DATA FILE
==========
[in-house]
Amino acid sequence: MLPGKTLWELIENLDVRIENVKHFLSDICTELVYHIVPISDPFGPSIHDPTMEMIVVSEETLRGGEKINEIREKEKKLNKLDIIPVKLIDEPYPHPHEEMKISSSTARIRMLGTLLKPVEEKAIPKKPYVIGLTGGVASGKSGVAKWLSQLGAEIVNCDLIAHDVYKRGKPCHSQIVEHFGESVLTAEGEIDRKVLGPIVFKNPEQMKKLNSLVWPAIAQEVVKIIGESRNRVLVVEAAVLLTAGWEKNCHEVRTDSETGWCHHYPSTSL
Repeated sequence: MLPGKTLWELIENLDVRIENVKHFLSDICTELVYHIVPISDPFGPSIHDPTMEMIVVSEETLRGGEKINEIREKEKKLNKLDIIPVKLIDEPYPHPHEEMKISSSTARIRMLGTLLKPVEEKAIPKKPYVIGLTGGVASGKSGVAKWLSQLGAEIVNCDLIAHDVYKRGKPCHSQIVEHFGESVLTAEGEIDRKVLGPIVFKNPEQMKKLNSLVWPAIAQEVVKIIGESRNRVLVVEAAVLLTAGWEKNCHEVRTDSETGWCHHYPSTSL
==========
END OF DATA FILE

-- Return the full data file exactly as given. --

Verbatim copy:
[in-house]
Amino acid sequence: MLPGKTLWELIENLDVRIENVKHFLSDICTELVYHIVPISDPFGPSIHDPTMEMIVVSEETLRGGEKINEIREKEKKLNKLDIIPVKLIDEPYPHPHEEMKISSSTARIRMLGTLLKPVEEKAIPKKPYVIGLTGGVASGKSGVAKWLSQLGAEIVNCDLIAHDVYKRGKPCHSQIVEHFGESVLTAEGEIDRKVLGPIVFKNPEQMKKLNSLVWPAIAQEVVKIIGESRNRVLVVEAAVLLTAGWEKNCHEVRTDSETGWCHHYPSTSL
Repeated sequence: MLPGKTLWELIENLDVRIENVKHFLSDICTELVYHIVPISDPFGPSIHDPTMEMIVVSEETLRGGEKINEIREKEKKLNKLDIIPVKLIDEPYPHPHEEMKISSSTARIRMLGTLLKPVEEKAIPKKPYVIGLTGGVASGKSGVAKWLSQLGAEIVNCDLIAHDVYKRGKPCHSQIVEHFGESVLTAEGEIDRKVLGPIVFKNPEQMKKLNSLVWPAIAQEVVKIIGESRNRVLVVEAAVLLTAGWEKNCHEVRTDSETGWCHHYPSTSL